Whether we’re searching for the nearest restaurant, beauty outlet, or even a driving instructor, it’s become a societal expectation that it will be possible to book online. The same applies for services in education, with platforms like Connect Education, TutorBee, Tutor2you and YourTutor allowing parents to book tutors online for their kids.
Also in the tutor booking space is Scooter Tutor, a traditional bricks-and-mortar tutoring service which expanded its offering online after seeing limitations in how far and fast the business would be able to expand.
Now, the startup is looking to grow its reach again, by expanding the management system “prototype” used by Scooter Tutor to instantly connect customers to a tutor’s profile.
Building out the model, the startup has developed Icosian, an online booking system which connects customers, service providers and internal support teams together.
Using the system, the Scooter Tutor team is aiming to help bring bricks-and-mortar services online, licensing the platform through a monthly fee which is calculated based on the volume of bookings made.
According to Scooter Tutor and Icosian’s cofounder, Sam Robertson, the idea to expand came quite early on, once cofounder Cameron Schmidt realised the limitations of the Scooter Tutor model.
“[He] realised…that Scooter Tutor couldn’t achieve significant scale while we were trying to be the physical middle-man for every single booking or transaction. He then developed the system that allowed us to employ over 250 tutors across Australia, with a very small support team. That prototype platform was up and running in late 2015, but we’ve been tweaking it ever since, and have used it to guide our plans for the full Icosian platform,” explained Robertson.
With a few rounds of capital backing Scooter Tutor, the pair were able to fund the development of Icosian, a platform now containing additional features such as performance reporting, which can be viewed through a customisable data dashboard.
Seeing businesses in the healthcare space as an area ripe for disruption, the startup was pointed in the direction of Adapt Health Care, an allied health service focusing on home care in Queensland, which would become the first customer to leverage the Icosian platform.
“They employ physiotherapists, occupational therapists, podiatrists, psychologists, dieticians, and many other types of allied health service providers. The majority of their workforce are employed, however they also engage contractors to support the growing demand for their services,” Robertson explained
Discussing the backstory around how the business was introduced to Adapt Health, Robertson said it came from a mix of luck and investor support.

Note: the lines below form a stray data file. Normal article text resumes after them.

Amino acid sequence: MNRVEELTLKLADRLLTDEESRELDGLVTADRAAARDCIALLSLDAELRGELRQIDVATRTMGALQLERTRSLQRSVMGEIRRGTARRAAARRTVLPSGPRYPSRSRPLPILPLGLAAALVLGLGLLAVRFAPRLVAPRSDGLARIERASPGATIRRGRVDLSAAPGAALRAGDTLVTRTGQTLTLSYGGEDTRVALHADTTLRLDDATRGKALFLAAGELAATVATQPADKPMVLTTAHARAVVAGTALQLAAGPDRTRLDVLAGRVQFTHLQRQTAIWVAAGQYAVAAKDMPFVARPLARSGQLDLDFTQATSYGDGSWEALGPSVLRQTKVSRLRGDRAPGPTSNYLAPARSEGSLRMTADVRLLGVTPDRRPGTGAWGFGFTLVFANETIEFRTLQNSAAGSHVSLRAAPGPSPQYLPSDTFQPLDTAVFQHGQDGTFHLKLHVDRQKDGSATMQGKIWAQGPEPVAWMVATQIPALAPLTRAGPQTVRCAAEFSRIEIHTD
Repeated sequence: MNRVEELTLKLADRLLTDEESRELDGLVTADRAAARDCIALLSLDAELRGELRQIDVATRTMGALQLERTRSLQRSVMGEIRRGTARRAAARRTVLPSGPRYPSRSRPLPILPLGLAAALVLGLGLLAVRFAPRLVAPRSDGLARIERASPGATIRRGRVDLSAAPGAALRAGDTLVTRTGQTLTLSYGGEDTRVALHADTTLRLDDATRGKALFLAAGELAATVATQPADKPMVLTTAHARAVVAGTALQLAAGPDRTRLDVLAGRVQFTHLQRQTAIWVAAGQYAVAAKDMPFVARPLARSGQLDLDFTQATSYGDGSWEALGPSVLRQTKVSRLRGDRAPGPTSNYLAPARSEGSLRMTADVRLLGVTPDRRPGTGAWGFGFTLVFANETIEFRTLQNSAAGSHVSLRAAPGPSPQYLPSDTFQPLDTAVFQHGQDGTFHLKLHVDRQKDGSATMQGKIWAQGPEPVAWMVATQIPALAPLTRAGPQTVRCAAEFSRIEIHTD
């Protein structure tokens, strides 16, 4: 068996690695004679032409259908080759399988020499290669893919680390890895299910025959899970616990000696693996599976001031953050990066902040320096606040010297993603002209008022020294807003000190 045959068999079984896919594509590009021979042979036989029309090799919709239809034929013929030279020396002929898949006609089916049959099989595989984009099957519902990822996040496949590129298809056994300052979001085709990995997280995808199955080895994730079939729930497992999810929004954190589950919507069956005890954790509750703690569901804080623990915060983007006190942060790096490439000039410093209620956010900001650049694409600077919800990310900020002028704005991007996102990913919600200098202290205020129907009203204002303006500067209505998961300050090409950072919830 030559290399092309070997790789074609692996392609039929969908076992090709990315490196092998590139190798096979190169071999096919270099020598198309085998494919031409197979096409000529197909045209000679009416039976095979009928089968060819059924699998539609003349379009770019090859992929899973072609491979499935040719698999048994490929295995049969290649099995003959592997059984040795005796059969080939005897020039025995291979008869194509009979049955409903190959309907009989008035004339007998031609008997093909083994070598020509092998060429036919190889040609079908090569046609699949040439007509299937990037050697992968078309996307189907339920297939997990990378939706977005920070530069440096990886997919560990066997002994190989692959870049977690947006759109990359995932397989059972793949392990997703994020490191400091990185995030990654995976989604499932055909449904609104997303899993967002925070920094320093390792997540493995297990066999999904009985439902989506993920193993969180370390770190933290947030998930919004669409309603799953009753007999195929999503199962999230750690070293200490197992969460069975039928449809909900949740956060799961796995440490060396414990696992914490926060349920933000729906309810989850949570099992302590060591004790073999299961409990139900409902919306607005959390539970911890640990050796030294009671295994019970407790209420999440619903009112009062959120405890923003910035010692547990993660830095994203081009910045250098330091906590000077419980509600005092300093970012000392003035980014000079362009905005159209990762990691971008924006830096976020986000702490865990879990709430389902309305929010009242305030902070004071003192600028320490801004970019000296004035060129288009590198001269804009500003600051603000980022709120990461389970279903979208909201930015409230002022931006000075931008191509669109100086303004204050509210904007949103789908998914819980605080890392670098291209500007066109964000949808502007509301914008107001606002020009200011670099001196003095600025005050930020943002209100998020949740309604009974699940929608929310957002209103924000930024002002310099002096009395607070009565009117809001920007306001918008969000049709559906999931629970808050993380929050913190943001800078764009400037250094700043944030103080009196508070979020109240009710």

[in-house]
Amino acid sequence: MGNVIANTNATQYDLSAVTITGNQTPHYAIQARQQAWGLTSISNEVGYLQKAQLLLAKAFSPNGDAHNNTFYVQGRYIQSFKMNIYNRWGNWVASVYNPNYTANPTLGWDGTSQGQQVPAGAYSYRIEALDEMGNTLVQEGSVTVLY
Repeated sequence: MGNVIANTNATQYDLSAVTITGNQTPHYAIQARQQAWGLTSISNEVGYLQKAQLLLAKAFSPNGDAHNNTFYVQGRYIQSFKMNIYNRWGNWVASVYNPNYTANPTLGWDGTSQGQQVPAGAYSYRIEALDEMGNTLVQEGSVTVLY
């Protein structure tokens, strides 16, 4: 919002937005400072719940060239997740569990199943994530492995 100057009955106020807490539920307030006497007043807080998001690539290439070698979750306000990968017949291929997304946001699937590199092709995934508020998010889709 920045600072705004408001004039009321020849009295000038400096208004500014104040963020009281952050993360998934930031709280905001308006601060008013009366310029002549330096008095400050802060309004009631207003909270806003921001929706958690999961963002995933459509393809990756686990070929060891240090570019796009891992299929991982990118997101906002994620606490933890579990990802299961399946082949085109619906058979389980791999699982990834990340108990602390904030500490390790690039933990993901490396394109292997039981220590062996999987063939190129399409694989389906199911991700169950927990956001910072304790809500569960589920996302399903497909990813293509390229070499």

“It was a combination of having a great group of investors who provided introductions for us, but we were also lucky to be tutoring a child of an aged care executive, who also saw the potential in the platform. From there, we worked through the operational details of their business, and realised that our platform could provide many needed solutions for them,” he recounted.
Operating similar to the Scooter Tutor platform, the Icosian system allows users on Adapt Health Care to search based on their location and service requirements, before drawing back results of health professionals who are available.
Besides booking, both users and service providers are able to monitor service activity, attach notes and files, and leave feedback on user profiles using a rating system.
Also in the home care space are a lineup of ‘care’ startups including Careseekers, Home Care Heroes, Seeva and myCSN, which focus on connecting seniors with in-home carers and health services, often connecting with services registered under the National Disability Insurance Scheme (NDIS).
With the boom of these online home care startups, Robertson said the sector has become increasingly competitive, pushing traditional bricks-and-mortar services to look at digitising their offerings to remain relevant.
“The home care industry in Australia is much bigger than tutoring, however many businesses struggle with similar problems to what we’ve been facing in the tutoring space. The deregulation of the home care industry will increase competition in the sector, and it will mean that providers need to think about their existing systems and processes in order to stay competitive,” he said.
“Our platform enabled Scooter Tutor to employ hundreds of tutors across Australia with a very small internal support team, so we hope the platform can help allied health providers to achieve scale whilst still providing great services and support to their customers.”
With Adapt Health having received contracts to expand its services outside of Queensland, Robertson said he will be working beside them to update the Icosian system. Meanwhile, the cofounders will look to juggle both of their startups, with a focus on growing the Icosian platform.
Image: Cameron Schmidt & Sam Robertson. Source: Supplied.